The topic of abortion is often shrouded in secrecy, but a new survey has revealed just how many women feel compelled to keep quiet if they’re considering undergoing the procedure.
Despite nine in 10 (92%) women identifying as pro-choice, experts say there is still a stigma in discussing a termination.
The survey of 2,684 women aged over 18 for Marie Stopes International, which provides abortions, found most women would hide an abortion from their family.
While just over a third (34%) would speak to their friend, not all would tell their partner - with just 62% saying they would.
In stats that reveal a culture of silence some 6% of women would not talk to anyone apart from a medical professional about their decision.
But many women would like to see the silence surrounding the topic lifted with 79% saying abortion should be talked about more openly.
In a bid to encourage more discussion, the charity has launched a new campaign - #SmashAbortionStigma.
The campaign aims to help women feel more “informed, educated and supported” about their choices and is backed by Liberal Democrat MP Heidi Allen, novelist Marian Keyes and Derry Girls actress Siobhan McSweeney.
Commenting on the survey findings and the campaign Dr Caroline Gazet, clinical director for Marie Stopes UK, said: “In the UK, one in three women will have an abortion in her lifetime, yet we know that abortion stigma can make women feel judged, shamed and silenced.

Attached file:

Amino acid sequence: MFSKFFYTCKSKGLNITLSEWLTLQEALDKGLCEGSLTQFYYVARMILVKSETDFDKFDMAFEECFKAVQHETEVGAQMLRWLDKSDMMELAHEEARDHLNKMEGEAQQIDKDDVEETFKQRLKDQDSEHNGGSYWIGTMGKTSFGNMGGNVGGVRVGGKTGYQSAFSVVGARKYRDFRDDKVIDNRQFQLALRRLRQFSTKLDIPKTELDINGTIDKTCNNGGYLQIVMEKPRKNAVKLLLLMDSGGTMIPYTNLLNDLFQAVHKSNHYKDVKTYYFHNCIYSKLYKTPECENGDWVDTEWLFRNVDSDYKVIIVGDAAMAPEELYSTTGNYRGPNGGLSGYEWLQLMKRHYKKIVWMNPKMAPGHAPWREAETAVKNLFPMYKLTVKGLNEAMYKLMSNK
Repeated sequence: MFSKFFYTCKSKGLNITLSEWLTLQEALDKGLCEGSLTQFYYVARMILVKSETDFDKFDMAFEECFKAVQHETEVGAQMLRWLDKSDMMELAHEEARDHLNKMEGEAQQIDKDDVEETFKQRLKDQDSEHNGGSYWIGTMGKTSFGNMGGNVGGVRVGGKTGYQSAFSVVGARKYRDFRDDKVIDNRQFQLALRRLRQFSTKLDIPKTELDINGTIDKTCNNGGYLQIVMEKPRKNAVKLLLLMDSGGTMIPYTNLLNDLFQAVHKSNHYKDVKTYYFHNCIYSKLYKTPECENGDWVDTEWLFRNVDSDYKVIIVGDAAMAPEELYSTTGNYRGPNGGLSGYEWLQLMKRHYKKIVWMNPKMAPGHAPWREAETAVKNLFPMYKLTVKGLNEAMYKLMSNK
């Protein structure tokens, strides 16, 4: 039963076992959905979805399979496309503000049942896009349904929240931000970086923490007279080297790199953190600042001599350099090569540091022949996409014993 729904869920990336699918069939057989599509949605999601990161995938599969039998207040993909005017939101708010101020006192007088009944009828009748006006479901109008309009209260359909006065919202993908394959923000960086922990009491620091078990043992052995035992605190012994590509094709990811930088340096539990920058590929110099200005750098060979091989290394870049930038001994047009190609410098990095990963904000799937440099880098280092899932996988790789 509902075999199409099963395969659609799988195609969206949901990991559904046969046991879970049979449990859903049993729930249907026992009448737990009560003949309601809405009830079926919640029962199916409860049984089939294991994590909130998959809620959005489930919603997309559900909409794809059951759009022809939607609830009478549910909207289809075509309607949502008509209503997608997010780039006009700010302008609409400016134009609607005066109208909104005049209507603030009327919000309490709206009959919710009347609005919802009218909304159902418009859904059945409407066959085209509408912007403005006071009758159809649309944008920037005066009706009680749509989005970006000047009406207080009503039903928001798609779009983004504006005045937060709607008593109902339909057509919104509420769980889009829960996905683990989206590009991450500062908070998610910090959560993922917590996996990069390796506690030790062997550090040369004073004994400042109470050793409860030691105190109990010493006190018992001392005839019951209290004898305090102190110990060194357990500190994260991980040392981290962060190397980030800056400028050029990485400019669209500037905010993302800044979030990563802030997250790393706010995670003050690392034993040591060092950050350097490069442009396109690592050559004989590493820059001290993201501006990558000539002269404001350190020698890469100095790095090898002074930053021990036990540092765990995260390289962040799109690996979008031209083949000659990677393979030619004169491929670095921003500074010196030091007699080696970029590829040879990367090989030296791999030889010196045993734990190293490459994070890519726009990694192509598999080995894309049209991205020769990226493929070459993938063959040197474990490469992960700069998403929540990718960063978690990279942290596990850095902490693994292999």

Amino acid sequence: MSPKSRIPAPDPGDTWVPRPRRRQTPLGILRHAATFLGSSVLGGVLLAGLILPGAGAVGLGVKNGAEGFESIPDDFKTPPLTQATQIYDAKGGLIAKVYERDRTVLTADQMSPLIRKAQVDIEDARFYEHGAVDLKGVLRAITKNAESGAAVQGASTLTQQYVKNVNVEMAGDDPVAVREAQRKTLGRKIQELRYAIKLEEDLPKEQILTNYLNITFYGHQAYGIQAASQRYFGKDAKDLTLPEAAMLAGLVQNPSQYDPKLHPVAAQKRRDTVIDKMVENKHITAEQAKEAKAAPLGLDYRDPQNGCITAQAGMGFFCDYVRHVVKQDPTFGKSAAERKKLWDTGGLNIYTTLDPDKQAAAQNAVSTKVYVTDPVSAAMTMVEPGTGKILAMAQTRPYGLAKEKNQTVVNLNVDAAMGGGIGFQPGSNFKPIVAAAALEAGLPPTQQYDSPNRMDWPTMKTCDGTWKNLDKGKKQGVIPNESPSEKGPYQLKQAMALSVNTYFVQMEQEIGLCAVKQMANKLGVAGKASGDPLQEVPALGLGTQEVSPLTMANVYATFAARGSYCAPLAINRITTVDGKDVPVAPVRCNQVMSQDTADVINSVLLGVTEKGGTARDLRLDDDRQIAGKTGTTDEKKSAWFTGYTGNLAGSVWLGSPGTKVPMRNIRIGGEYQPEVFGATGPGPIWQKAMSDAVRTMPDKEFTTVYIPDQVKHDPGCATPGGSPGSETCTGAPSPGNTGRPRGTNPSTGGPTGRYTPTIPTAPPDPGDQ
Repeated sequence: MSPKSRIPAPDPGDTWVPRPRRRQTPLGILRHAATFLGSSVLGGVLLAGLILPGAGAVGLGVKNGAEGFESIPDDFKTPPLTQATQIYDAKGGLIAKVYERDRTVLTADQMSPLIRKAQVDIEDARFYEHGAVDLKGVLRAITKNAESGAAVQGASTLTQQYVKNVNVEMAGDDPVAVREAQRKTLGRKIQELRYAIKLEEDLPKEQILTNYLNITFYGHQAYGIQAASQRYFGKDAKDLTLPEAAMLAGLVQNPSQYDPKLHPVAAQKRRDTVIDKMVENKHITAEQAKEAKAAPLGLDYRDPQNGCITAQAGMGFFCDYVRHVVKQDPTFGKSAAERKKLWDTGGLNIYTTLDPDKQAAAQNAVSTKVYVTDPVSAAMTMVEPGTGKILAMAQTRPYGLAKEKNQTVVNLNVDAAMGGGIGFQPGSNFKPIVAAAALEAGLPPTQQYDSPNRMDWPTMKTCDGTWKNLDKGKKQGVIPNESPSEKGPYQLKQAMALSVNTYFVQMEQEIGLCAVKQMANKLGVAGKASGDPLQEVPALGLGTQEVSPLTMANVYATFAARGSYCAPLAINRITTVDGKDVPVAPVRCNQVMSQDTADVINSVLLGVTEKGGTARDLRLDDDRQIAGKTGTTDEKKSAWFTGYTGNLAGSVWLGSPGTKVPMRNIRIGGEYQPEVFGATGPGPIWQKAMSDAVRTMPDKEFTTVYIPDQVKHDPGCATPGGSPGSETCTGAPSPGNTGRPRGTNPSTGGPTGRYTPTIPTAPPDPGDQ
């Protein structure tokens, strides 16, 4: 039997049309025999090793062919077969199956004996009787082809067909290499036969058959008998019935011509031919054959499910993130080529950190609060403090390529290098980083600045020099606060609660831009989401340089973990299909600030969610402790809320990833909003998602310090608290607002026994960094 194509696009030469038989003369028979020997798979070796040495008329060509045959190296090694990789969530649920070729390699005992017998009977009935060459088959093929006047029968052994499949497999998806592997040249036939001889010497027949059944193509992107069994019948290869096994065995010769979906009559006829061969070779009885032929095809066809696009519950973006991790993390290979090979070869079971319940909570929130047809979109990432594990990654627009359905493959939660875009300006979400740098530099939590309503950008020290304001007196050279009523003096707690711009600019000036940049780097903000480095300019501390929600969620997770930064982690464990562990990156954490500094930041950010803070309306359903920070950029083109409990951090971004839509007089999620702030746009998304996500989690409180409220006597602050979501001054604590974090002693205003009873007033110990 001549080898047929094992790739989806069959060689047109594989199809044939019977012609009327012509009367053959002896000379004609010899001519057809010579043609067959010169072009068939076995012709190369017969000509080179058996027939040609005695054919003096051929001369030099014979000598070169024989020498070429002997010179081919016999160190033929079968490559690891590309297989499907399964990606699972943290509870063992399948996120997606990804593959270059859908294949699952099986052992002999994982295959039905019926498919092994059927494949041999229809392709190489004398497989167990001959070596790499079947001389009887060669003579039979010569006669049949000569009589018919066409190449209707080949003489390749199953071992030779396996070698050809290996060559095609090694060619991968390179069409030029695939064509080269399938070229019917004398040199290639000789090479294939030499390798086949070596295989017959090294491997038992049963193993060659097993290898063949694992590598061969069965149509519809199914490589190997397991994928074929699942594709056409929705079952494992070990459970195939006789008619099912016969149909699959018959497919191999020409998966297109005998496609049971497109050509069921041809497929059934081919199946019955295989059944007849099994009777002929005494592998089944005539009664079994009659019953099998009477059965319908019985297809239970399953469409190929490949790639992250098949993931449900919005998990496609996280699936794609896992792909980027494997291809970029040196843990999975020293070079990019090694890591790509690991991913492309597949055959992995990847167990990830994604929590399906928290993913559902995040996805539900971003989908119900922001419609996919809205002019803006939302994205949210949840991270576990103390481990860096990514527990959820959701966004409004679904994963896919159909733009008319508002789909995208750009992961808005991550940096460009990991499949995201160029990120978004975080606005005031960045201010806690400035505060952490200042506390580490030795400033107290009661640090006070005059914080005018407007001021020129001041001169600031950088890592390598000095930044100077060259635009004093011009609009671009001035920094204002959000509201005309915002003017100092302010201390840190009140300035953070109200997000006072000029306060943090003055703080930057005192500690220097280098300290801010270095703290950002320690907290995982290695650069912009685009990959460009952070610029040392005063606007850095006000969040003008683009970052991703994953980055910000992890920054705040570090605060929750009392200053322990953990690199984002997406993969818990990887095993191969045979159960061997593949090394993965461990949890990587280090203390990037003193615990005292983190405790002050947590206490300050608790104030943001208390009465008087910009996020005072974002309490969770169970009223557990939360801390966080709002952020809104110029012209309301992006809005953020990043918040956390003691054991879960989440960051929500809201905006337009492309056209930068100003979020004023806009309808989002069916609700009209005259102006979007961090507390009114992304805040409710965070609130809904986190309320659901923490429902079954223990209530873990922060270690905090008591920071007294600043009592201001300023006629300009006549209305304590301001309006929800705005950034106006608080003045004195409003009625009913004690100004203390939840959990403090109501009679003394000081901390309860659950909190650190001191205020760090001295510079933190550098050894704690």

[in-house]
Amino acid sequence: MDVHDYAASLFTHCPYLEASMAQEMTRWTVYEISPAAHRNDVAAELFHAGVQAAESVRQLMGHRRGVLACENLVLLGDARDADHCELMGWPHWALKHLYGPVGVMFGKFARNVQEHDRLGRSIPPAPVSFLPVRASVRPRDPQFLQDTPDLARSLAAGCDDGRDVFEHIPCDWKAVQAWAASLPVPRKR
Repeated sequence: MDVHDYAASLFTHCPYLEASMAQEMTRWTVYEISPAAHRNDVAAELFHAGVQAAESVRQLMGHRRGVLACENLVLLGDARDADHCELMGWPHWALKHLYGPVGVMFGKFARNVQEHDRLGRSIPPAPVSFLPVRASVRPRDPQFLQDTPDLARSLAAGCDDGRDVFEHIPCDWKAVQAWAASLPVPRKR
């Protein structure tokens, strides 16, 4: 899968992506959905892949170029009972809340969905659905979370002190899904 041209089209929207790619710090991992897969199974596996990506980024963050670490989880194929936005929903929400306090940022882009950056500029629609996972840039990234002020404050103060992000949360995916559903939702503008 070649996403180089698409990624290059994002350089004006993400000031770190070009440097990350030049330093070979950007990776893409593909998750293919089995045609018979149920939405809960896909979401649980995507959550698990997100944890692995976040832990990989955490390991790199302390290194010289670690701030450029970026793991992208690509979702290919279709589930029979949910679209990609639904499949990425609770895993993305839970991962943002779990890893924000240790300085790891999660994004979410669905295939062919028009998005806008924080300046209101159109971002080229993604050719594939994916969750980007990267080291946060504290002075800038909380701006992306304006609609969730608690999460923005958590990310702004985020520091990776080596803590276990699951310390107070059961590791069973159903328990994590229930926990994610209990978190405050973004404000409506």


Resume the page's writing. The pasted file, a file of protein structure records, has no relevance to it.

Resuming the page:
“Women want to talk, and our research shows that open and honest conversations about abortion help women and girls feel informed, educated and supported when it comes to making their own choices about their own bodies.
“The UK is a pro-choice nation, but with a small minority of anti-choice voices threatening abortion rights worldwide, it is more important than ever that we smash abortion stigma and champion the right of women to access abortion care.”
The survey findings follow last month’s ruling to make abortion legal for the first time in Northern Ireland.
The Abortion Act 1967, which regulates terminations in England, Scotland and Wales, has never applied in Northern Ireland, meaning abortion law there has been more restrictive than in the rest of the UK.
Until now, abortion was only allowed if a woman's life was at risk or there was a danger of permanent and serious damage to her physical or mental health.
The UK Government will take responsibility for introducing new regulations to provide greater access to abortions by next April.
Earlier this year, data published by the Department of Health and Social Care revealed the number of abortions carried out in England and Wales had reached a record high of more than 200,000 in a year.
The figures showed that there were 200,608 abortions among women resident in England and Wales in 2018 – up 4% on the 192,900 the previous year.
A further study in June suggested that women who are denied access to an abortion are more likely to develop long-term health problems.
The study, conducted by the University of California, found that women whose requests were denied reported higher rates of chronic pain in the five years after seeking an abortion than those who were granted terminations in their first or second trimester.